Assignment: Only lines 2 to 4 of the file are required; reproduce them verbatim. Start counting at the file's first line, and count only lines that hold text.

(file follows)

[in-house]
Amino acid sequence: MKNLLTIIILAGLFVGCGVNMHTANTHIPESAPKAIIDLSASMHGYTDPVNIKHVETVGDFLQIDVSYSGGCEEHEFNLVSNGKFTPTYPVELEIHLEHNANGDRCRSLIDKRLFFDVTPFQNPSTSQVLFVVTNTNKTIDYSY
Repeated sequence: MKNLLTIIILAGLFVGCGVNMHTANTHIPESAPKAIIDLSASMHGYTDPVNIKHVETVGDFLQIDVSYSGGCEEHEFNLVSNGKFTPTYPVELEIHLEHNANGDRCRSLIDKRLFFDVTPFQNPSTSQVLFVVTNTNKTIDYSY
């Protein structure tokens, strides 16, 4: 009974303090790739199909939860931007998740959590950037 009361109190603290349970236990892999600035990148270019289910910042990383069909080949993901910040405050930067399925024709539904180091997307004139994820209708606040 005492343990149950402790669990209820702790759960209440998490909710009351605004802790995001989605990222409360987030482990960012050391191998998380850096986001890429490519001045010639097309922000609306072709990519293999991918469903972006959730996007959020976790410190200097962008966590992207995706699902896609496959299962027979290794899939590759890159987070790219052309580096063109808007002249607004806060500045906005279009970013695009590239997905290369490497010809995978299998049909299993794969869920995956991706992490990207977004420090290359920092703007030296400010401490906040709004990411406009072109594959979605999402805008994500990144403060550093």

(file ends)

Amino acid sequence: MKNLLTIIILAGLFVGCGVNMHTANTHIPESAPKAIIDLSASMHGYTDPVNIKHVETVGDFLQIDVSYSGGCEEHEFNLVSNGKFTPTYPVELEIHLEHNANGDRCRSLIDKRLFFDVTPFQNPSTSQVLFVVTNTNKTIDYSY
Repeated sequence: MKNLLTIIILAGLFVGCGVNMHTANTHIPESAPKAIIDLSASMHGYTDPVNIKHVETVGDFLQIDVSYSGGCEEHEFNLVSNGKFTPTYPVELEIHLEHNANGDRCRSLIDKRLFFDVTPFQNPSTSQVLFVVTNTNKTIDYSY
């Protein structure tokens, strides 16, 4: 009974303090790739199909939860931007998740959590950037 009361109190603290349970236990892999600035990148270019289910910042990383069909080949993901910040405050930067399925024709539904180091997307004139994820209708606040 005492343990149950402790669990209820702790759960209440998490909710009351605004802790995001989605990222409360987030482990960012050391191998998380850096986001890429490519001045010639097309922000609306072709990519293999991918469903972006959730996007959020976790410190200097962008966590992207995706699902896609496959299962027979290794899939590759890159987070790219052309580096063109808007002249607004806060500045906005279009970013695009590239997905290369490497010809995978299998049909299993794969869920995956991706992490990207977004420090290359920092703007030296400010401490906040709004990411406009072109594959979605999402805008994500990144403060550093």